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NZIER QSBO shows business confidence at record lows

By Christina Leung, Principal Economist for the New Zealand Institute of Economic Research


There are many headwinds facing the New Zealand economy right now.

The latest NZIER Quarterly Survey of Business Opinion (QSBO) showed business confidence at a record low in the final quarter of 2022. A net 73 percent of businesses are expecting a deterioration in general economic conditions over the coming months. Added to that was the decline in activity in their own business, with a net 13 percent of firms reporting a decline in activity over the past quarter – the weakest since June 2020, when the full impact of the first COVID-19 lockdown was captured. The results indicate an increased risk of the New Zealand economy entering a recession over the coming year.


The building and retail sectors were the most downbeat, reflecting heightened uncertainty over the impact of higher interest rates on the demand outlook. While dwelling consent issuance points to a solid pipeline of construction work over the coming months, there are signs of a decline in new orders. We expect the weakening in construction activity will become more apparent from the second half of this year. For the retail sector, demand will likely fall over the coming year as household rein in discretionary spending in the face of substantially higher mortgage repayments. Almost half of all mortgages are due for repricing over the coming year, with many likely rolling off fixed-term mortgage rates of 2-3 percent onto something significantly higher in the range of 6-7 percent.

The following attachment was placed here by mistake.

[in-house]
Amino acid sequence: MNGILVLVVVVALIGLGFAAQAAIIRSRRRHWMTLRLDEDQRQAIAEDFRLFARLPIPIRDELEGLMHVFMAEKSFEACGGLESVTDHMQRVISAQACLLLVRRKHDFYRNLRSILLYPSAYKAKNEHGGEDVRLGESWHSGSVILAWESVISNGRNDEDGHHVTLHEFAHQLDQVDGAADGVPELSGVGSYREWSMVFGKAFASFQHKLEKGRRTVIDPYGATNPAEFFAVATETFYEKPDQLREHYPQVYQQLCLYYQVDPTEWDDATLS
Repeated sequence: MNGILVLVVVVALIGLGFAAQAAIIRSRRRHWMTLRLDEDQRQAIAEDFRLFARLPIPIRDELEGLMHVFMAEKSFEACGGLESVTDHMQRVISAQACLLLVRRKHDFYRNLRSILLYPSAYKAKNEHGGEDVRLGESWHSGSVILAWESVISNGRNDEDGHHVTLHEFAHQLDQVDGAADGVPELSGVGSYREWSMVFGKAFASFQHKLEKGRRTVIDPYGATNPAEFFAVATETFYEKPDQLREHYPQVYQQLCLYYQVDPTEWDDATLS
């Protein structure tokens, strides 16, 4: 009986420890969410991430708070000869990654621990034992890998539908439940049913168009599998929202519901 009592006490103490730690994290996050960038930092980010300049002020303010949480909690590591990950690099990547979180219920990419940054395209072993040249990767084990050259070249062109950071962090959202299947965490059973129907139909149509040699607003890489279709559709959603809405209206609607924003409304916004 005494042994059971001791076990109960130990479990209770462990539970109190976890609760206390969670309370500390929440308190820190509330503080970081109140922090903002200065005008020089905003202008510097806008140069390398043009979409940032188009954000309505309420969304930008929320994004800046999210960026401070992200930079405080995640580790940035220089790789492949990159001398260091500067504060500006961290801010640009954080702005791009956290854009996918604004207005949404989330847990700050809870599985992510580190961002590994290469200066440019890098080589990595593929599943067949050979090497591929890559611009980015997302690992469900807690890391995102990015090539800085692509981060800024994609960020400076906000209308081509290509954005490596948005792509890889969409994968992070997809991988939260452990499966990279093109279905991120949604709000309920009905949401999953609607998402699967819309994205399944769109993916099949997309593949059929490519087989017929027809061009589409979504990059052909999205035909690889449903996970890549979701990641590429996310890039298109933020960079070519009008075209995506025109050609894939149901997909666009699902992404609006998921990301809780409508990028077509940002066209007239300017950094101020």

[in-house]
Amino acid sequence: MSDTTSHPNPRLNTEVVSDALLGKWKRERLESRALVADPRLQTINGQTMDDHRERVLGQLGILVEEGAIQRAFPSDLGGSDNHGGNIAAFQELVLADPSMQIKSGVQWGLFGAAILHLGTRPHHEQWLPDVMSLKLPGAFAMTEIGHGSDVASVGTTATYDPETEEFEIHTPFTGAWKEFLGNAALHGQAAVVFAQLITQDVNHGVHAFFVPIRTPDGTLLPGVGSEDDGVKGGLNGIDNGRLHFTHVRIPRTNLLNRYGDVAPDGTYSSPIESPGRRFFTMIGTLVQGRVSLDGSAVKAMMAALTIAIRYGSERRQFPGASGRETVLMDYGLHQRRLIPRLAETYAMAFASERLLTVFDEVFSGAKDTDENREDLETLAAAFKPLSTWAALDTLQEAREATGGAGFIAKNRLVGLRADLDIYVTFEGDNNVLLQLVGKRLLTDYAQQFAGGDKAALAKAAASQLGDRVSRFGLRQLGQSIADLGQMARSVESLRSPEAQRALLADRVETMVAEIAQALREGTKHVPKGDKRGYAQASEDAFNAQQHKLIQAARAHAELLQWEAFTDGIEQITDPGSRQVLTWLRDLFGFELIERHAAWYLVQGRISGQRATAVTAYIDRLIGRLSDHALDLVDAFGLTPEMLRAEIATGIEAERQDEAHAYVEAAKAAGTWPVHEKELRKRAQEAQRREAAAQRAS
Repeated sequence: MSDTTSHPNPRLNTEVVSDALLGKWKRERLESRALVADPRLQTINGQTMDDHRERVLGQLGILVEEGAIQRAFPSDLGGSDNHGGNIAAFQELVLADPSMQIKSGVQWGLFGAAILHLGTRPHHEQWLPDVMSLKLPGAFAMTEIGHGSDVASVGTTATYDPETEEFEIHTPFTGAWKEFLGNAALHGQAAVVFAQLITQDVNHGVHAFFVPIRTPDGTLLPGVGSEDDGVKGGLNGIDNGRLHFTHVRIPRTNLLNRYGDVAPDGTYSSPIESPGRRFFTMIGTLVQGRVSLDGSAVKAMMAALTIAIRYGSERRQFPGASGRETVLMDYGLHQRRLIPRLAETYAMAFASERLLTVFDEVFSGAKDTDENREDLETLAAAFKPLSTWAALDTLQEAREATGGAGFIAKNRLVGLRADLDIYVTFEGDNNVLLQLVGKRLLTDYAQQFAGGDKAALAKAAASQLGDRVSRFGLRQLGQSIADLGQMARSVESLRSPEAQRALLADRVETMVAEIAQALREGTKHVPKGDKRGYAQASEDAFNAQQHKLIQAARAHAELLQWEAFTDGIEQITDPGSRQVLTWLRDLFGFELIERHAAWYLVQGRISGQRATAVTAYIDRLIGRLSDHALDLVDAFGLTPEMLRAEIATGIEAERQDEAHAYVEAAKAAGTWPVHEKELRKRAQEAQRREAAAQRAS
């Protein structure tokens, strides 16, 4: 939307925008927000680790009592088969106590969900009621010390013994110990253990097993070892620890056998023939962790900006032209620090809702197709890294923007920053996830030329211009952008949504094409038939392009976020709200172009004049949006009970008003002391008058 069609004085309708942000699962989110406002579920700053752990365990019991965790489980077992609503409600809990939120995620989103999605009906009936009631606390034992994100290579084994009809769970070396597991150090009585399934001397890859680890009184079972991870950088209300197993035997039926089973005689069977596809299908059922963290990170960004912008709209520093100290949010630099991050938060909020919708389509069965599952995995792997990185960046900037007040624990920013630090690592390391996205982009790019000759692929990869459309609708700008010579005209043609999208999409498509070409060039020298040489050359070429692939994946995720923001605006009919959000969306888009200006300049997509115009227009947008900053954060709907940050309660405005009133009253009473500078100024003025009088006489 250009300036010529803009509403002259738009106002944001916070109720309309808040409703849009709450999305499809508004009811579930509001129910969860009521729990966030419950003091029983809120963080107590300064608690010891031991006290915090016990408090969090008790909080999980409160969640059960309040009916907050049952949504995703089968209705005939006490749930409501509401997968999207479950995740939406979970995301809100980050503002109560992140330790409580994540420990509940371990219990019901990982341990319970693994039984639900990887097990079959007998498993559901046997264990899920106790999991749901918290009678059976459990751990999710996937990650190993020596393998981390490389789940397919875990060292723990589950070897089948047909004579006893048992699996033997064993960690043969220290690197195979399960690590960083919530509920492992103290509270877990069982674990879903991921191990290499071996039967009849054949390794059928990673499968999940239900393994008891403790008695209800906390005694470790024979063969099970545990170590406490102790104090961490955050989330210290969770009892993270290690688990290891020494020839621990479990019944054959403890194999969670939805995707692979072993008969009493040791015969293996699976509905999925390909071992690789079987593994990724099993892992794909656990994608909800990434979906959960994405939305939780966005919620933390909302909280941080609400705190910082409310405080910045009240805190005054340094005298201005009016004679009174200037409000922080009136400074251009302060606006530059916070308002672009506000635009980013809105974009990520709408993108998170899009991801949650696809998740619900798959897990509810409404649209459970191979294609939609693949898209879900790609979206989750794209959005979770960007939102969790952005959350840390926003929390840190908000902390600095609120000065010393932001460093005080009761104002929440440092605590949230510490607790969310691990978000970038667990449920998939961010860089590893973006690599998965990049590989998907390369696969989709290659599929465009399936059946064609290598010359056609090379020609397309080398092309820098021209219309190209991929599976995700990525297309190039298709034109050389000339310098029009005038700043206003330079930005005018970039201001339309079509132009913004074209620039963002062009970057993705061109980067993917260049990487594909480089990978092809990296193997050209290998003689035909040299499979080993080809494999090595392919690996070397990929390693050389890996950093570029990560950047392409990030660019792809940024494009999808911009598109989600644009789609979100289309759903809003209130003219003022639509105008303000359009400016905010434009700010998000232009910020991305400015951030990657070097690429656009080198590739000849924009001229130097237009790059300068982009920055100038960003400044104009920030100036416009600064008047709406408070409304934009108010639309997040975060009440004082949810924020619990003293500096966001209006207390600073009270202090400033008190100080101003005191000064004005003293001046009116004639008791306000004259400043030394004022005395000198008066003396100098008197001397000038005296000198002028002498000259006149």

But signs are high inflation will persist

Despite signs of slowing demand, inflation pressures remain intense. The latest Consumers Price Index (CPI) data shows annual CPI inflation at 7.2 percent for the year to December 2022 – well above the Reserve Bank’s 1 to 3 percent inflation target band. Although fuel prices have fallen over the quarter, this was more than offset by substantial price increases across a wide range of goods and services. These price increases reflect both increases in the price of imported household goods as well as capacity pressures in the New Zealand economy.


Cost and price indicators in the NZIER QSBO point to high inflation persisting. A greater proportion of firms surveyed reported cost increases in the final quarter of 2022, and a greater proportion also raised prices. Concerningly for the RBNZ, cost and price expectations remain high for the next quarter.


Labour shortages remain the primary concern for businesses

Although firms are becoming more cautious when it comes to hiring, labour shortages for both skilled and unskilled staff remain very acute. The NZIER QSBO shows finding labour remains the top primary constraint for businesses. This suggests wage pressures will remain elevated over the coming year. The reopening of international borders should allow more firms to bring in workers and help to alleviate labour shortages over the longer term.


Risks of a downturn looming

These recent developments point to an uncomfortable year ahead for many businesses and households. Demand is starting to slow, but inflation remains high. This combination puts the RBNZ in a tricky position of needing to tighten monetary policy further to dampen demand in order to bring inflation down towards its inflation target band. However, weakening demand highlights the risk of over-correction as it continues to raise interest rates, but in an environment where the flow-on impacts onto broader economic activity are unlikely to be apparent until later this year. It will likely be a tough year for many businesses and households given the challenges and uncertainties ahead.